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March 25, 2020
Communicating About COVID-19
The coronavirus disease 2019 (COVID-19) outbreak, caused by the virus named SARS-CoV-2, is on all our minds lately. From its first detection in China, the virus has now been discovered in locations around the globe and across the United States. The situation is complicated, and the facts are evolving. What can health communicators do to help inform the public without inciting a panic?
As Dr. Anthony S. Fauci, Director of NIH’s National Institute of Allergy and Infectious Diseases (NIAID), said in this site’s first guest post when Zika disease was in the headlines, “We in the public health sector must be crystal clear in articulating exactly what we know and what we still need to know about the threat, and in helping people understand how this new risk compares to risks they willingly assume every day. With that perspective, people will be better able to understand what rational steps they can take to protect themselves.”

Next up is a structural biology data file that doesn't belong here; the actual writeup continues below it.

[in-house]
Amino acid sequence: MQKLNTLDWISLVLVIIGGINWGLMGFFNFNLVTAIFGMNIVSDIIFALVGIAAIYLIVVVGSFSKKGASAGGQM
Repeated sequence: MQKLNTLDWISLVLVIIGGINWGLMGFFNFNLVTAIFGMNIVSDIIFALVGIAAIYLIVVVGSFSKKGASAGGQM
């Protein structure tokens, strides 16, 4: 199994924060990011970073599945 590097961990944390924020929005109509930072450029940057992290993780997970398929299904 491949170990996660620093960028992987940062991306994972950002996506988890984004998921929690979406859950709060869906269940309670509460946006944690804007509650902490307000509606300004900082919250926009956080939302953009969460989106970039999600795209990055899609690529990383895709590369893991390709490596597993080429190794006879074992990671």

As health communicators, we can help by relaying reliable information accurately and in a timely manner to the public so that people can make decisions based on facts and not hearsay. Part of this is to be aware of any inaccurate information that people might be sharing, on social media or elsewhere. We can also take care not to overhype the facts and instead focus on helping people understand their personal health risks and what they should do to help control the spread of disease. Who is at the greatest health risk? When would this information apply to them? What actions can they take?
Make sure to keep checking the NIH and CDC coronavirus disease sites for the latest official information. CDC also has a helpful guide specific to public health communicators. It’s intended for state and local public health information officers, health communication specialists, health educators, and other public health professionals responsible for planning communication strategies before, during, and after the outbreak of COVID-19.
When everyone has the facts, we’re all better equipped to address serious problems like this with diligence and resolve, and without panic. So keep calm and keep your audiences informed.